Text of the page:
Sep. 21, 2021

How the Lean Six Sigma approach helps guide digital transformation

  • Article
  • Lean Six Sigma
  • digital transformation
  • operational excellence
  1. What is Lean Six Sigma?

    According to the American Society of Quality (ASQ), “Lean Six Sigma is a fact-based, data-driven philosophy of improvement that values defect prevention over defect detection. It drives customer satisfaction and bottom-line results by reducing variation, waste, and cycle time, while promoting the use of work standardization and flow.”

    There is an urgent need to include this philosophy when starting a digital initiative, not only to maximize the final value of the product or service, but also to create stable and predictable processes throughout the entire value chain.

    Change versus transformation

    Using digital technologies to create new or modify existing processes has become one of the most compelling technology-driven business strategies across industries. If an organization is dealing with a current process change, the scope of the initiative is narrower than a process transformation, depending on the type of disruption that is behind the organization’s challenge.

    How an organization and its culture handle the challenges is what defines its future success. In both cases, the importance to include a Lean Six Sigma approach at the very beginning of the digital journey, regardless of the industry, is a factor that should not be overlooked.

    Automating a current process problem?

    As a Lean Six Sigma black belt, I have recently witnessed the enormous need for two companies, one in mining and the other in manufacturing, to invest in and implement various types of technology to improve bottom-line performance of an existing process. BBA proposed a step back to the business leaders to provide a data-driven approach that would deliver value and then, and only then, begin looking at ways to use technology. Using a structured approach may cause us to automate problems that were not properly identified and eliminated before investing in the new digital solution.

    How can an LSS practitioner guide technology implementation?

    All work is a process, all processes have variability, and all processes create data that explain variability¹. An LSS approach is an excellent methodology to capture not only this variation but the sources of waste in any process. The role of an LSS facilitator is to support any digital initiative from the beginning and consider three fundamental components: process, people and technology. We need to identify the problem, where we are and offer change management for human stakeholders throughout this process. The main task is to put the process at the centre of the transformation or change, evaluating how value will be created by either mapping, identifying indicators, creating behaviour change strategies, ensuring that non-value-adding activities are addressed, establishing daily management practices and continuously improving.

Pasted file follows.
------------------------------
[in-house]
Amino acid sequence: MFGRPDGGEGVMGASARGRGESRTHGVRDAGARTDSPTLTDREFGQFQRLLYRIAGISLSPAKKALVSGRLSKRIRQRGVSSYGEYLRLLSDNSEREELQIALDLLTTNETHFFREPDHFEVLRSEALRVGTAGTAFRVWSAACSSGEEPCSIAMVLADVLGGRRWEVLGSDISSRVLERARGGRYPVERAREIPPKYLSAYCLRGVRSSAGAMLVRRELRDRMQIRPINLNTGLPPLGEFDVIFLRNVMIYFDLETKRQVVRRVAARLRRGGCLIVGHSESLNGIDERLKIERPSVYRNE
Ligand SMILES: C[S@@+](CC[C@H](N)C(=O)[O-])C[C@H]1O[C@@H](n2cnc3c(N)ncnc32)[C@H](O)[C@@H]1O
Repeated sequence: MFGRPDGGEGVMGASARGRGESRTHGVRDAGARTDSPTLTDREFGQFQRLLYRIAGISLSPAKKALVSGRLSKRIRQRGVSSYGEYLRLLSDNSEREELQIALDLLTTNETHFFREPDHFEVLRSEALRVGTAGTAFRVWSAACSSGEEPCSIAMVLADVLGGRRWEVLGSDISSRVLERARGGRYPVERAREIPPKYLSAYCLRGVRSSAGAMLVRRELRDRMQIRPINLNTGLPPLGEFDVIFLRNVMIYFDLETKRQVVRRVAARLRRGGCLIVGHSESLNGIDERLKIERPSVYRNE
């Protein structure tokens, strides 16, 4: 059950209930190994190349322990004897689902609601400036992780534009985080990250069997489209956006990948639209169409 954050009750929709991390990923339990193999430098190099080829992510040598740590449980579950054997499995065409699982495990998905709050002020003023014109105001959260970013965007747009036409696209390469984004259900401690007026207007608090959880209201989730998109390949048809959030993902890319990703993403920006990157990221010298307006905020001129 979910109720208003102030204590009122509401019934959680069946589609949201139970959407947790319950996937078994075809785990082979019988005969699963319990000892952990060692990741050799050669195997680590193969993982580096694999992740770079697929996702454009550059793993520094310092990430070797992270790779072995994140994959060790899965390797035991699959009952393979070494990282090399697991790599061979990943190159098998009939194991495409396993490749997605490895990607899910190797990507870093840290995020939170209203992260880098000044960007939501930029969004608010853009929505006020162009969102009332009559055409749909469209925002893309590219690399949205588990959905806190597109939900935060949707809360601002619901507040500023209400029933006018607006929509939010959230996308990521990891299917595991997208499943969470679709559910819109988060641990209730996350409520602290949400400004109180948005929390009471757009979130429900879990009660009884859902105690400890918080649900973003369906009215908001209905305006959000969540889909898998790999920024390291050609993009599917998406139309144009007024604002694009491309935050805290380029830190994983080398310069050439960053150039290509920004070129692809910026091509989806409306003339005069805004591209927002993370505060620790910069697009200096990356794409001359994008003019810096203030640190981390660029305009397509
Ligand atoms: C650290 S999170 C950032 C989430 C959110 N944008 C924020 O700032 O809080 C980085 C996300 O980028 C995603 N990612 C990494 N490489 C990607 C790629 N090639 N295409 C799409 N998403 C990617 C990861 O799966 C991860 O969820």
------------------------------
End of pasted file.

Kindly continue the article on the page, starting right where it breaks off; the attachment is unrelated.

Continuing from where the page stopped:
Conclusion

    A pre-implementation execution and change management for the human aspect of the equation is as important as only investing in a technological solution, since it will allow us to identify the problems we want to attack, have a clear understanding of the process where the problem is and find the sources of waste and variation that will limit the implementation of the technological solution later on. Digital transformation implies overall business operating change, not just change or improvement of a single process.

    References

    1. Kennedy Smith, “Six Sigma for the Service Sector,” Quality Digest Magazine, 2003

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